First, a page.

He said: “A lot of work has gone into this already, but we have to sit down and talk with everybody we can in the North Mull area and continue to devise a coherent strategy.
“I know the island was put on the market at £4.25million but it was valued for probate at £3.25million in 2015 and that is the sum which we consider to be more realistic.
“It is a lot of money, and I know some people have asked why this is supposedly being spent on six people, but that simply isn’t the case.
“In fact, there are already 5,000 people visiting the island every year, who bring a significant amount of money to the local economy, and that number will increase if we can go ahead with our plans.
“At the moment, there is nowhere for tourists to stay, and they have to come and go on the ferry, but Ulva is ideal for pony trekking, kayaking, nature-watching and as a base for trips to other places. However, our aim is for economic and social development over a long period. After 10 years, we envisage the population going up to 20, and ultimately, after 20 years, having as many as 30 or more full-time residents on the island.”
The clock is already ticking on their efforts. Mr Howard, who was contacted by the
Press and Journal yesterday, has taken the island off the market, but the regulations mean the North Mull organisation only has until June, 2018 to bring its right-to-buy business plan to fruition.
As Mr Hepburn explained: “We will be submitting an application to the Scottish Land Fund, and if they approve that, they could give us up to £1million and also progress it to the Scottish Government.
“However, we recognise the community itself will need to raise a significant proportion of the overall cost.
“We plan to launch a major Appeal for Ulva, locally, nationally and internationally. We will also be organising fundraising events and seeking donations and sponsorships, while launching a crowdfunding appeal.
“There has already been interest from Australia, because Lachlan Macquarie, who was born on Ulva [in 1762], is regarded as being one of their most important figures. Basically, this marks a crossroads in the history of Ulva and North West Mull and provides a golden opportunity to ensure the survival and bolster the development of a fragile and remote community.
“If it doesn’t happen, then the default position would be continued private ownership with no assurance of community benefit. Indeed, there could be every chance of a continued decline in the event of Ulva becoming a private recreational estate for an absentee landlord.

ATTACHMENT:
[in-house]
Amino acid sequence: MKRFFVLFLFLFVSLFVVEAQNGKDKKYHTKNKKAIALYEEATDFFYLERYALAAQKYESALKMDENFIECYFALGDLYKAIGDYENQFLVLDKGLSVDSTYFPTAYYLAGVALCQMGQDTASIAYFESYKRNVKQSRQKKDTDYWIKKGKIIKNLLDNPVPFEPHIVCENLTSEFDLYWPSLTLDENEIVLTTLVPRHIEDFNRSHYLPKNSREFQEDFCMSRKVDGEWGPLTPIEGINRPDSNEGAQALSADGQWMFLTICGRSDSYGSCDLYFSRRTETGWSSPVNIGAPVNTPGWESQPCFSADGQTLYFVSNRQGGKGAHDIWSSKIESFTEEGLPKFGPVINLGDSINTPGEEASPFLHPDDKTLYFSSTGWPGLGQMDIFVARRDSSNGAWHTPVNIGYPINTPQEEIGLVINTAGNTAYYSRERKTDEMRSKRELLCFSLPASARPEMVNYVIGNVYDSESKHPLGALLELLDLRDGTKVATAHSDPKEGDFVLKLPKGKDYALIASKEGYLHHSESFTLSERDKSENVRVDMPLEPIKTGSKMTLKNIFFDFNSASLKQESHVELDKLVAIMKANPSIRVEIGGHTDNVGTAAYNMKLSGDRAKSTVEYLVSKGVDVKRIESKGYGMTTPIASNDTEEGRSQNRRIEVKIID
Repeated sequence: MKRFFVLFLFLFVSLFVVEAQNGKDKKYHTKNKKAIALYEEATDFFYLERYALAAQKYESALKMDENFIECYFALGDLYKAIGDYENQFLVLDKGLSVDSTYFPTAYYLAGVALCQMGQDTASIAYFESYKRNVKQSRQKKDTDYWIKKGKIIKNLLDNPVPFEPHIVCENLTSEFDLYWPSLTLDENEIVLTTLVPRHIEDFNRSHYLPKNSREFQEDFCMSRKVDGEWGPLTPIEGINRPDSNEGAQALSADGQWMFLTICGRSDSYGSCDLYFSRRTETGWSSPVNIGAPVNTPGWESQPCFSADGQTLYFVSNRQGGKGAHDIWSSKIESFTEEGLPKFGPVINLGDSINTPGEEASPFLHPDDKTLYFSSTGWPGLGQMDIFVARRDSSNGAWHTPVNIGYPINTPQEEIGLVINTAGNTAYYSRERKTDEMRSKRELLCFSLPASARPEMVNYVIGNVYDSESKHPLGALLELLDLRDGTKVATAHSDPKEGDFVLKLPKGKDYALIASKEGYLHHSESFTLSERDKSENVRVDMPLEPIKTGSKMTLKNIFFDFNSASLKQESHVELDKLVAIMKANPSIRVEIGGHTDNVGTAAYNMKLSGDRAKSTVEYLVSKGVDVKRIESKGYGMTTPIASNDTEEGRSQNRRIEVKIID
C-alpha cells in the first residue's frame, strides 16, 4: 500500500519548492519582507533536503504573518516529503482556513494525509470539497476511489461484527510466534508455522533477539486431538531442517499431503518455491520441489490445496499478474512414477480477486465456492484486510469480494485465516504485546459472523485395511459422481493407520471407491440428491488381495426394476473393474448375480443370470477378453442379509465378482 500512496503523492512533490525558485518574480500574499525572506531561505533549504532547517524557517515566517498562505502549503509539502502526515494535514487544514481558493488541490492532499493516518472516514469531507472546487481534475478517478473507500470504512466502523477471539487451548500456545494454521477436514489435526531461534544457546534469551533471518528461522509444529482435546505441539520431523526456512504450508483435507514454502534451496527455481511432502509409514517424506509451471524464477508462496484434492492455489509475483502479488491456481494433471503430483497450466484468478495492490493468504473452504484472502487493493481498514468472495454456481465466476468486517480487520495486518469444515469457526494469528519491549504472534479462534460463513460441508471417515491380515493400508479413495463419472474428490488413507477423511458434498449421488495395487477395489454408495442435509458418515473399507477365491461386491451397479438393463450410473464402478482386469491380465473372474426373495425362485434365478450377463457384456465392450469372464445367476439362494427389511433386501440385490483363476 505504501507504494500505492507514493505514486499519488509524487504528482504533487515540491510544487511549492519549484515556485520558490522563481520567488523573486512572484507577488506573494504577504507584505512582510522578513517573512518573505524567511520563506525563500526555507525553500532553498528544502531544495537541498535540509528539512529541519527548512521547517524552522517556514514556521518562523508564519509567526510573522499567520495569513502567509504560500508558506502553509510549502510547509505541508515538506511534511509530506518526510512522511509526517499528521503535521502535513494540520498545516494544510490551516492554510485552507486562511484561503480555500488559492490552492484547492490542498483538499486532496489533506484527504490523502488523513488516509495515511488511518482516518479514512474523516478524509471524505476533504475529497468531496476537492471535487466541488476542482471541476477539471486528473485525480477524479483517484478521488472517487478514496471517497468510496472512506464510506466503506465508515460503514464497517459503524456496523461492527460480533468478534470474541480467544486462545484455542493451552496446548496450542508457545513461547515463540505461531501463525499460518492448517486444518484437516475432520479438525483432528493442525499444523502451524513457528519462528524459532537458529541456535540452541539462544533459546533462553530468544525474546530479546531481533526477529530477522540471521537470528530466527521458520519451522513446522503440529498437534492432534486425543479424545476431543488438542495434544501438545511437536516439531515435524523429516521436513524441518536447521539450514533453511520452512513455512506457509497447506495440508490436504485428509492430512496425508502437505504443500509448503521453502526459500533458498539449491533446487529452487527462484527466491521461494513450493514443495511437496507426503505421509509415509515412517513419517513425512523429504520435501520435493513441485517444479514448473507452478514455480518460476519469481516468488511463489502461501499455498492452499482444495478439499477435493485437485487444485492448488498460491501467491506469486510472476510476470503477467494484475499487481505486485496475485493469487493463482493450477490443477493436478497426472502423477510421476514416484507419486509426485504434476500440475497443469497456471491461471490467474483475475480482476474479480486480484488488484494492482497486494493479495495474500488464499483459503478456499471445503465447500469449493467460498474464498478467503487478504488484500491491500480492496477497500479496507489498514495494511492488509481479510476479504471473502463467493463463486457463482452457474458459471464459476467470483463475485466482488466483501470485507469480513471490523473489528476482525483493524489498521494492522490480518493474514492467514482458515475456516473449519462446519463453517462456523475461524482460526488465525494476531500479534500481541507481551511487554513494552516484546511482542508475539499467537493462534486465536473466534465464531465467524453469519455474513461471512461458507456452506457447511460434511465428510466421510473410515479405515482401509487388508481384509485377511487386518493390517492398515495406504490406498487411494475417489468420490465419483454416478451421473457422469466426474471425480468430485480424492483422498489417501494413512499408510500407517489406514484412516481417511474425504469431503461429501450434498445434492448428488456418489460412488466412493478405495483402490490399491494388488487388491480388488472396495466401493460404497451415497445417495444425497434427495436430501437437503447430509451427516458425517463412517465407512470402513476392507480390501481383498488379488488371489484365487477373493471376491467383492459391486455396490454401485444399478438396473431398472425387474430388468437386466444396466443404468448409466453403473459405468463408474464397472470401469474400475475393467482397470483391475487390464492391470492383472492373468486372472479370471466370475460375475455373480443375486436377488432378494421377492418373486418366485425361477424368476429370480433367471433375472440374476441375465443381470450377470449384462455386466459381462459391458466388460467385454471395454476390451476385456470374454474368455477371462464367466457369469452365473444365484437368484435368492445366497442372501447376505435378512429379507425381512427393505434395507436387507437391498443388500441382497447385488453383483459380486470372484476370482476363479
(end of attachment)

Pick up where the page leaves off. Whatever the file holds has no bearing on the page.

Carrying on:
“The key thing is for the community to be given the chance.”
The group genuinely believe they can follow in Eigg’s footsteps. And their philosophy is summed up by one straightforward question from Rebecca Munro
at the Bathouse cafe: “Why would the people who live here and care about this
place not be the best people to take it over?”
If they are successful, they could set an important precedent.
After all, as a Scottish Government spokesman confirmed yesterday: “We are determined to ensure that all communities have the opportunity to shape their own futures.
“The community right-to-buy legislation is designed to help unlock their potential – and island, mainland, rural and urban communities can all benefit.”
Ulva’s famous son
Major General Lachlan Macquarie, who is widely regarded as Ulva’s most famous son, was born on the island in 1762 and subsequently became one of the most important colonial figures in the history of Australia.
He is considered by many to have had a pivotal influence on the transition of New South Wales from a penal colony to a free settlement and played a leading role in the shaping of Australian society in the 19th century.
He was also credited with producing the first official currency, specifically for circulation in Australia, and was the greatest sponsor of exploration the colony had witnessed during his time as governor from 1810 to 1821. Despite opposition from the
British government, Macquarie encouraged the creation of the former colony’s first bank, the Bank of New South Wales in 1817.
He returned to Scotland towards the end of his life and died in London in 1824, but his reputation as a free-thinking pioneering figure has increased since his demise, unlike many of his contemporaries.
He was buried on the Isle of Mull in a mausoleum with his wife, daughter and son.
The memorial is maintained by the National Trust of Australia and is inscribed with the words “The Father of Australia”.